“Free Trade”

Been having a back and forth with a friend over the issue of off-shoring by US corporations. I recently sent him an article in Naked Capitalism about why Apple manufactures the I-Phone in China.

As to his arguments. He claims that China has a “comparative advantage” because of a concentration of resources there. (I assume he means a concentration of cheap labor) He says that we shouldn’t try to compete where we are at a disadvantage. And that it does no one any good, and wastes resources that could be used productivly, and we will lose. The answer is to do things for which we have a comparative advantage, and to educate our children better so that our advantages are in higher paying jobs.

The problem with this argument is that it is made with a flawed understanding of David Ricardo’s theory of comparative advantage; in which a country specializes in economic activities in which it performs best and trades for those goods that other countries do best. In my brother-in-laws defense, many pro-free trade economists make the same mistake in that they confuse comparative advantage with absolute advantage.

Ricardo, an early 19th century economist, based his theory of comparative advantage, as it relates to free trade, on two necessary conditions: 1) that a country’s capital seek comparative advantage at home and not seek absolute advantage abroad. 2) countries have different relative cost ratios of producing tradable goods.

Instead of seeking comparative advantage at home what we have is American corporations, who offshore their production for domestic US markets, using advanced technology and capital, chasing absolute advantage abroad by using super low cost labor in locations like China. And in Ricardo’s day, capital was captive and labor mobile, Today it is the reverse, with capital as internationally mobile as tradable goods, and knowledge based production functions having the same relative cost ratios regardless of the country of location.

The famous Ricardian conditions for free trade are not present in todays world.

Back before US firms began off-shoring production, American workers had nothing to fear from cheap labor abroad. Americans worked with superior capital, technology and business organization. But American multi-national corporations lobbied to close down their US plants and move to places with a vast overhang of cheap labor. This labor, that is equally productive but paid a fraction of the wage paid to US workers is a magnet for US capital and technology. The fact that these workers are obedient, regimented and subservient, working 12 hours a day, 6 days a week, doesn’t hurt either.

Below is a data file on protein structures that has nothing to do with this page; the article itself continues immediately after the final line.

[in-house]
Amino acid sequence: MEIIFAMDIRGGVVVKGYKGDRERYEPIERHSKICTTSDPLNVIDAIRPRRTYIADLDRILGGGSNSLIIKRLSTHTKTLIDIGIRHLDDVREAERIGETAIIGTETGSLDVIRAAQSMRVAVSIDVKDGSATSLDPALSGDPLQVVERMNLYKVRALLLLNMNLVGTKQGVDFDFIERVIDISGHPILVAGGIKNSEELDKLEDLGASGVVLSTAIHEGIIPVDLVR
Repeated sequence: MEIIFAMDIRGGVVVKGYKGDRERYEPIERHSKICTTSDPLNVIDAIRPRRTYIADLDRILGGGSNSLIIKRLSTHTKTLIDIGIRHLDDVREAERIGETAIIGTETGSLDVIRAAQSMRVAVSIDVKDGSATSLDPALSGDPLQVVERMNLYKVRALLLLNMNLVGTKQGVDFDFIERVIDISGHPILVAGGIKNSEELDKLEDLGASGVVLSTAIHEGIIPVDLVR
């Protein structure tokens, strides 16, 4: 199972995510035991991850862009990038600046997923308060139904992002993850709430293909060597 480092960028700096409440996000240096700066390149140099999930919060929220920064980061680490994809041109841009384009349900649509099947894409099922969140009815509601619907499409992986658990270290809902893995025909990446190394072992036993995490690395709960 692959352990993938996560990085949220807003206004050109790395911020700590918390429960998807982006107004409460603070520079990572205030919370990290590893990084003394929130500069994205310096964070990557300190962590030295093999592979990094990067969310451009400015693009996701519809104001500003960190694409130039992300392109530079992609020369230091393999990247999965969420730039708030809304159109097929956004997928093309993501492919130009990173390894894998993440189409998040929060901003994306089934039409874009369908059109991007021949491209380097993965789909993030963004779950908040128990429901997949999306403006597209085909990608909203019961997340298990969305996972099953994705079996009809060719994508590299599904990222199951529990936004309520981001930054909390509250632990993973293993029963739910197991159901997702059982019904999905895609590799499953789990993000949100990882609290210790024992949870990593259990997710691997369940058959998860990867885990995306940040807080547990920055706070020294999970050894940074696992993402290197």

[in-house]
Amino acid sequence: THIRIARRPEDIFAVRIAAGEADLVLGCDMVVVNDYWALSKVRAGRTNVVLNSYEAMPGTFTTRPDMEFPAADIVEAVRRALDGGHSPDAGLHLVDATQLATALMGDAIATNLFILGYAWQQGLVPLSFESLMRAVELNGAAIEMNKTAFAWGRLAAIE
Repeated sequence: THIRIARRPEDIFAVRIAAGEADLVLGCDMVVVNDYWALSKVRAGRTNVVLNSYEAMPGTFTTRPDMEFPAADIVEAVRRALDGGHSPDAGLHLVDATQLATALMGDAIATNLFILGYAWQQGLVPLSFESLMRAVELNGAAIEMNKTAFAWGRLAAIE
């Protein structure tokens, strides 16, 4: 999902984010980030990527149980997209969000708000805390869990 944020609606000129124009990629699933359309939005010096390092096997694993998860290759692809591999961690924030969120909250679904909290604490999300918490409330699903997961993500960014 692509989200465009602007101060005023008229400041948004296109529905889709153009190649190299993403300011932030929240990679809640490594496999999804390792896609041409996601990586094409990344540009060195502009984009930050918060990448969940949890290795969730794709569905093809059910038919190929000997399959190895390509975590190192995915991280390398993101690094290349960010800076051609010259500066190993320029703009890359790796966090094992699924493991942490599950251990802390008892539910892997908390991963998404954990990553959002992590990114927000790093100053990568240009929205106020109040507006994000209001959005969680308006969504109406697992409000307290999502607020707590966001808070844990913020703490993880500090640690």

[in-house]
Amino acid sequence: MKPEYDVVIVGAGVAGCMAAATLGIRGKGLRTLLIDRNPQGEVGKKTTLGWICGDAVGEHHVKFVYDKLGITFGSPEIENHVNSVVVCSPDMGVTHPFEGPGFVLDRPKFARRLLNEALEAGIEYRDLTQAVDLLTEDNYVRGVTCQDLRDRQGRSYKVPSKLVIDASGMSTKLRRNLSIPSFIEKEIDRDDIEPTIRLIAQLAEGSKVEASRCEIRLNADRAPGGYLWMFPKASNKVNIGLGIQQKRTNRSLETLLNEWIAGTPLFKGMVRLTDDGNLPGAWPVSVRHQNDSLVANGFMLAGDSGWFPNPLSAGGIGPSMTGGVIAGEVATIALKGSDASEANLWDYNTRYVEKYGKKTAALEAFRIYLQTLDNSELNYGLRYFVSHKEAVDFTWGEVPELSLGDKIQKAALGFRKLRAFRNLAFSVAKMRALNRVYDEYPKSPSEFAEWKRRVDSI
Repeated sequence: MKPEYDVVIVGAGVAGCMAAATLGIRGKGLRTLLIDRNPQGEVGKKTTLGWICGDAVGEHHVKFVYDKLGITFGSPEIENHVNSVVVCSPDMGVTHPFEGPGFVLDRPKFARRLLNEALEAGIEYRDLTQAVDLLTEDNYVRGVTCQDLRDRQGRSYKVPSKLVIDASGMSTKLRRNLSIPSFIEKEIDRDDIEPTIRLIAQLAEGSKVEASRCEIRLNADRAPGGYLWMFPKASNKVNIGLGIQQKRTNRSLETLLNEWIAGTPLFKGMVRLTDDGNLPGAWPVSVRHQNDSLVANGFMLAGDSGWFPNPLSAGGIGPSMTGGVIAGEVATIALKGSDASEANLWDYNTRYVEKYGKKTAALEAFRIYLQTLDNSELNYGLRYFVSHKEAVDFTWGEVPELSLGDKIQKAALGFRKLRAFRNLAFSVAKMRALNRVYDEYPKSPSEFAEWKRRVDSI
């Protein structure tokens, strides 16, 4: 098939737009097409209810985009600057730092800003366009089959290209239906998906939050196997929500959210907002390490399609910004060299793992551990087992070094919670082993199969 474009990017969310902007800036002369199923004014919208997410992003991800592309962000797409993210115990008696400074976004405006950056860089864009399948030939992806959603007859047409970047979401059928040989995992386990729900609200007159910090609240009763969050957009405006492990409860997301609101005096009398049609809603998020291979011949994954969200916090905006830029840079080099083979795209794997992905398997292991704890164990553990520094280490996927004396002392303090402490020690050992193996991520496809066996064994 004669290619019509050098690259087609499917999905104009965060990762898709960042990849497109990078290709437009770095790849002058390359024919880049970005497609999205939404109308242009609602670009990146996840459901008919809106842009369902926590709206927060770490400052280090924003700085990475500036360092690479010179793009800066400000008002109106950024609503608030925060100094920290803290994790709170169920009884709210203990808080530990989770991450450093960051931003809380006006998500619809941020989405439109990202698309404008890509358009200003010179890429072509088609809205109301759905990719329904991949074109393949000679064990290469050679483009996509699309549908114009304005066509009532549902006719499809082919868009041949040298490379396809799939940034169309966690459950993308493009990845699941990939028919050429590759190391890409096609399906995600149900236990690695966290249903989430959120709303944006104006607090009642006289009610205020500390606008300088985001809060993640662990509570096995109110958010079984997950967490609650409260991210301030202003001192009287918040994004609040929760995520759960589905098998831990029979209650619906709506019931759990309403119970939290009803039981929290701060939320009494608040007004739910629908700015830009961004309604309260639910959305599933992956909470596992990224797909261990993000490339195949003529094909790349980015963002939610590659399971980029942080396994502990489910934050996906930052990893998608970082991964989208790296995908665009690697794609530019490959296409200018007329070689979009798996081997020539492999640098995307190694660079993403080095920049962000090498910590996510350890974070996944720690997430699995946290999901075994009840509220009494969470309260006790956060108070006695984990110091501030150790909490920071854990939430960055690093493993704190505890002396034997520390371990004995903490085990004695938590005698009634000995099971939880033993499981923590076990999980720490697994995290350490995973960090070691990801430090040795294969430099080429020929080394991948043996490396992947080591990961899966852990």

It is this replacement of US workforces by foreign workers that helps explains the extraordinary rise in CEO compensation and flow of most of the income and wealth gains to the few people at the top, leading to the type of income inequality that has become a topic in Republican debates and OWS protests. The reality is that, corporate America, with the support of the government, is using this resulting unemployment from off-shoring as “bludgeon” to drive down wages, destroy working conditions and force US workers to accept sweatshop conditions–like those in China.

Among mainstream pundits, there is generally no acknowledgment of the social costs of this off-shoring of American jobs. The poverty, foreclosure, homelessness, and hunger that are the result. Although this could be changing.

Historian, Francis Fukuyama, who wrote, The End of History, declaring that liberal free market capitalism had triumphed over communism, is having second thoughts. In a new essay in Foreign Affairs, the journal of the Council on Foreign Relations, he argues that some very troubling economic and social trends spell bad news for liberal democracies. Specifically, Fukuyama, says that global capitalism and free trade doctrine, combined with new technologies, along with the steady offshoring of American jobs are destroying the middle-class--the necessary foundation for democracy in advanced economies.

But many mainstream economists cannot recant their most beloved shibboleth. Free trade has become an unexamined article of faith. And now, they cannot admit that they base this faith on mistaking absolute advantage with comparative advantage. Of course, their faith just so happens to massively benefit the corporations that take advantage of “free trade.”

But, the US economy did not develop on the basis of free trade. Whatever the costs of protectionism, the costs did not prevent America’s economic rise. In fact every advanced economy used protectionism, in the form of tariffs to protect their domestic industries. If the US had practiced the sort of free trade orthodoxies now so prevalent, we would be advised to focus on our comparative advantages in cotton and beaver hides.

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